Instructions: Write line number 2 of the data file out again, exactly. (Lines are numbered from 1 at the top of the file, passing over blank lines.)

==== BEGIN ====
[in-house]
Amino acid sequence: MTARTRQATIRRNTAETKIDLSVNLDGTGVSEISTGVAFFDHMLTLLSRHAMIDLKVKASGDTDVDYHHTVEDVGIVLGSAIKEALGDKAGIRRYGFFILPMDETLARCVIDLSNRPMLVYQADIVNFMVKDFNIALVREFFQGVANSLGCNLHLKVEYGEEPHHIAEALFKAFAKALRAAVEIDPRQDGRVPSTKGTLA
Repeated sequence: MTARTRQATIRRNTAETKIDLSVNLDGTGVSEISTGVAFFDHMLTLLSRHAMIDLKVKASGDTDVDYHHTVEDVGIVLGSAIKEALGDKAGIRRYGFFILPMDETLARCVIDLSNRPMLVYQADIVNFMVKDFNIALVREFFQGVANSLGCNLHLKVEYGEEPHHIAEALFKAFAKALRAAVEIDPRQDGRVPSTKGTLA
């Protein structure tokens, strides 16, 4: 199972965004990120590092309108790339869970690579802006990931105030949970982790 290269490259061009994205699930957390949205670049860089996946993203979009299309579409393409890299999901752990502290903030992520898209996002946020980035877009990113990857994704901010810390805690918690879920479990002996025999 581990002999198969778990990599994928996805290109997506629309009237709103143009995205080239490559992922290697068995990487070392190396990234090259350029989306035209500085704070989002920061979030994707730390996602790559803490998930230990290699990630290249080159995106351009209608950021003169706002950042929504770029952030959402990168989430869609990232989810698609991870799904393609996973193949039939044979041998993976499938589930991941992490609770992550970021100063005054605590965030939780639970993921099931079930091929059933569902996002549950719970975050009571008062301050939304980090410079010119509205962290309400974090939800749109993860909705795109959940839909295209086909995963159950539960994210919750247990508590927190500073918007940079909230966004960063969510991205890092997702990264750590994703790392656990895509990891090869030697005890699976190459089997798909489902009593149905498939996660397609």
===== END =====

Amino acid sequence: MTARTRQATIRRNTAETKIDLSVNLDGTGVSEISTGVAFFDHMLTLLSRHAMIDLKVKASGDTDVDYHHTVEDVGIVLGSAIKEALGDKAGIRRYGFFILPMDETLARCVIDLSNRPMLVYQADIVNFMVKDFNIALVREFFQGVANSLGCNLHLKVEYGEEPHHIAEALFKAFAKALRAAVEIDPRQDGRVPSTKGTLA